Similarly, are you still covered from a first aid perspective? Completing a first aid needs assessment is a good way to determine how many trained members of staff are needed and what additional provisions you should make for first aid.

Input from other departments such as Human Resources might be needed in order to determine which members of staff are on site regularly on and can help to cover all working hours. 

3

Lone working

The risk of only having a small number of people onsite, for example office key holders locking up on their own, may mean that lone working is now a hazard which the business needs to introduce control measures to manage.

As with all hazards, you should try to eliminate the hazard wherever possible by considering where lone working can be avoided. Where the need to work alone is unavoidable, assess what controls need to be implemented to reduce the associated risks down to an acceptable level. Some examples include providing an employee with a panic alarm, ensuring they have access to a mobile phone, and CCTV monitoring.

4

Monitoring and regular maintenance checks

As part of an organisation’s health and safety management system, key responsibilities are delegated to employees, including responsibility for monitoring and maintenance checks. These could be a combination of daily, weekly and monthly checks, for example regular safety audits and daily machine guarding inspections.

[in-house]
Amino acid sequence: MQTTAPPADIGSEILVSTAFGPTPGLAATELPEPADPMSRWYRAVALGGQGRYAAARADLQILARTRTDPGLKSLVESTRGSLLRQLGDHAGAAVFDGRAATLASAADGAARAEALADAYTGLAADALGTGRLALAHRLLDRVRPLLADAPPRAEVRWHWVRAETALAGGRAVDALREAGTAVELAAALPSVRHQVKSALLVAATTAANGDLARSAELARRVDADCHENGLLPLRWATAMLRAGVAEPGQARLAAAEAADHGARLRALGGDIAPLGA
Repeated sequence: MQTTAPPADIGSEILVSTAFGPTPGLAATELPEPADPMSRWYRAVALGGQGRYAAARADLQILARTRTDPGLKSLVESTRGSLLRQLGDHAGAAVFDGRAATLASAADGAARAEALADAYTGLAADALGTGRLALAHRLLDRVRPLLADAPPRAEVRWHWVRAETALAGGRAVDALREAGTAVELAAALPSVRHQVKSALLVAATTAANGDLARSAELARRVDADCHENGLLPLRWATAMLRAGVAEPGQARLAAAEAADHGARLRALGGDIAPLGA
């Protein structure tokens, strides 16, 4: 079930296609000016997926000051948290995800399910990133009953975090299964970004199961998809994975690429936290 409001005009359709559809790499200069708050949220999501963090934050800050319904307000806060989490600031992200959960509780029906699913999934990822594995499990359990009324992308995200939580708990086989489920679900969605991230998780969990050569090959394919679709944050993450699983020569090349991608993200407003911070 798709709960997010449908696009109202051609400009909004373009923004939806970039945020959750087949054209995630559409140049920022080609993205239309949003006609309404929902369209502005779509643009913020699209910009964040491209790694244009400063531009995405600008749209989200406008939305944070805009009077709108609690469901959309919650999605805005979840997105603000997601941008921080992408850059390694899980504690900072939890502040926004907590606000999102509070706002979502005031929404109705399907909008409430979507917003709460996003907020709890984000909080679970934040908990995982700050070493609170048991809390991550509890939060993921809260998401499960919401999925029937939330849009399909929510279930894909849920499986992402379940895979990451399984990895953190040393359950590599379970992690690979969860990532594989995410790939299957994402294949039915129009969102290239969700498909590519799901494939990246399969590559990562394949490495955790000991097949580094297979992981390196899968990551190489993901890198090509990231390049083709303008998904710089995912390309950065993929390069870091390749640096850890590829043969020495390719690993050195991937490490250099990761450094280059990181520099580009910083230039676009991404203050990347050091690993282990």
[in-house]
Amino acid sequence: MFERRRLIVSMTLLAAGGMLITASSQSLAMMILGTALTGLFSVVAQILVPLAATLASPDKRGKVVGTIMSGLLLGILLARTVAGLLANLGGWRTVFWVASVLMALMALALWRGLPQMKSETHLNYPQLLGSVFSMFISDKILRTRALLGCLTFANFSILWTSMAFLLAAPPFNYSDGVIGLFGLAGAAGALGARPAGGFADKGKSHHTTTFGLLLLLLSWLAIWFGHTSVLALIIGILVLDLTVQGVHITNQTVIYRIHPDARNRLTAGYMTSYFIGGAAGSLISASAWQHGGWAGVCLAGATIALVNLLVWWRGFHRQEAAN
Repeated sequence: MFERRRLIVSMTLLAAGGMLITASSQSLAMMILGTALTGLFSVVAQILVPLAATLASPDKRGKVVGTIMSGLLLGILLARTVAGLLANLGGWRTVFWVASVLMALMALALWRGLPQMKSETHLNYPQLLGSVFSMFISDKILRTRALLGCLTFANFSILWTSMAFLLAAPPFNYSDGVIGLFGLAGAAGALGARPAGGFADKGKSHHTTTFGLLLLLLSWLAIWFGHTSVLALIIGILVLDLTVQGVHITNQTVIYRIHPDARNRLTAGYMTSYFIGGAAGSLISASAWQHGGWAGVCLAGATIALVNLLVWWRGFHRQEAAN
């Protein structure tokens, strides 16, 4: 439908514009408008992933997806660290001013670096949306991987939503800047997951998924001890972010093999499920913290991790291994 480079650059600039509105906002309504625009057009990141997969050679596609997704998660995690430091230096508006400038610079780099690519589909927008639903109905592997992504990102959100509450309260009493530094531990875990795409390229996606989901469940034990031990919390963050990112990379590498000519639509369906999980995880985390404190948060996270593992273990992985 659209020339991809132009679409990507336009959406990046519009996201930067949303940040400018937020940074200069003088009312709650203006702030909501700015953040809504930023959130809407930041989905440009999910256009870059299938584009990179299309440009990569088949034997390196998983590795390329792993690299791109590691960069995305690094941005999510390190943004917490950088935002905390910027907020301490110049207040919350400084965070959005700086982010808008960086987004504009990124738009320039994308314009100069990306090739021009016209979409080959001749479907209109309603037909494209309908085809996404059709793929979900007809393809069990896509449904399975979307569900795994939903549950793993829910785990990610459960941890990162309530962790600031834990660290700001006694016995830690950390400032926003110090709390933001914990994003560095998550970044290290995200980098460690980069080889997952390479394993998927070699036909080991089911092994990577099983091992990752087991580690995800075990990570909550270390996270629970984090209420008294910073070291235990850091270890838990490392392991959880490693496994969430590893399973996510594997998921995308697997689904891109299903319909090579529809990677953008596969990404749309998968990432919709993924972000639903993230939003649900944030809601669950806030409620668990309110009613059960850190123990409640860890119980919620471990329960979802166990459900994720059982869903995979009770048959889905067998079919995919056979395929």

These systems should be reviewed to ensure that these checks are still being completed. If those who are normally assigned these duties are now unavailable, they will need to be reallocated to somebody else so that any safety issues continue to be spotted and dealt with.

5

Employee supervision

Finally, under the Health and Safety at Work Act 1974, employers have a legal duty to supervise and monitor their employees. This duty is not removed with the introduction of home or hybrid working – you must still ensure an adequate and appropriate level of supervision on site.

Those supervising need to know what’s expected of them in regard to health and safety, and may also require training in the specific hazards present in your workplace and how they should be controlled.

Keep in mind that some people – including new starters and young or inexperienced people – are likely to need more supervision than others.

It’s therefore important to establish and consider these things in the risk assessment review process.  

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3 top tips for ensuring safety is maintained through workforce changes

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WorkNest’s Health & Safety specialists can help to ensure you have contingency plans in place to ensure safety isn’t compromised by staffing shortages, absences or changes to working arrangements.

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To find out how our unlimited, fixed-fee Health & Safety support can help you to stay on top of your risk management responsibilities, call 0345 662 8393 or request your free consultation using the button below.